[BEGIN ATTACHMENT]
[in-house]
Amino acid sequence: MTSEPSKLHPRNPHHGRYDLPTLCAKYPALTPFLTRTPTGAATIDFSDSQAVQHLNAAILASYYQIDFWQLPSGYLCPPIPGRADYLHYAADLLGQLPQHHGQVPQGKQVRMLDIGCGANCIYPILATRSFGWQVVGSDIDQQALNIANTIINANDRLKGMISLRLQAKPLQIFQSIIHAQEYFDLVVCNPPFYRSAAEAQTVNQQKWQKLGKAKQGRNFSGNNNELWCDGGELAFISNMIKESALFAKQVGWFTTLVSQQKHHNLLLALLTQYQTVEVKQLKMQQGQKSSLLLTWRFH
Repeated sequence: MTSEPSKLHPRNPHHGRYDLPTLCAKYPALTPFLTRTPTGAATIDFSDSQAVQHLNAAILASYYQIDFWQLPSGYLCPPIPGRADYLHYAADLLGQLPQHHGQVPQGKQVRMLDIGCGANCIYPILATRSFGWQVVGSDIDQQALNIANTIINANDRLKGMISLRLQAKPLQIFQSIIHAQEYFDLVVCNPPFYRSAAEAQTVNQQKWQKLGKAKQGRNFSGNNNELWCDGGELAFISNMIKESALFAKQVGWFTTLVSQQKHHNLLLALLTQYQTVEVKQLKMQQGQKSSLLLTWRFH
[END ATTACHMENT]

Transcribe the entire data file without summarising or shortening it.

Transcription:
[in-house]
Amino acid sequence: MTSEPSKLHPRNPHHGRYDLPTLCAKYPALTPFLTRTPTGAATIDFSDSQAVQHLNAAILASYYQIDFWQLPSGYLCPPIPGRADYLHYAADLLGQLPQHHGQVPQGKQVRMLDIGCGANCIYPILATRSFGWQVVGSDIDQQALNIANTIINANDRLKGMISLRLQAKPLQIFQSIIHAQEYFDLVVCNPPFYRSAAEAQTVNQQKWQKLGKAKQGRNFSGNNNELWCDGGELAFISNMIKESALFAKQVGWFTTLVSQQKHHNLLLALLTQYQTVEVKQLKMQQGQKSSLLLTWRFH
Repeated sequence: MTSEPSKLHPRNPHHGRYDLPTLCAKYPALTPFLTRTPTGAATIDFSDSQAVQHLNAAILASYYQIDFWQLPSGYLCPPIPGRADYLHYAADLLGQLPQHHGQVPQGKQVRMLDIGCGANCIYPILATRSFGWQVVGSDIDQQALNIANTIINANDRLKGMISLRLQAKPLQIFQSIIHAQEYFDLVVCNPPFYRSAAEAQTVNQQKWQKLGKAKQGRNFSGNNNELWCDGGELAFISNMIKESALFAKQVGWFTTLVSQQKHHNLLLALLTQYQTVEVKQLKMQQGQKSSLLLTWRFH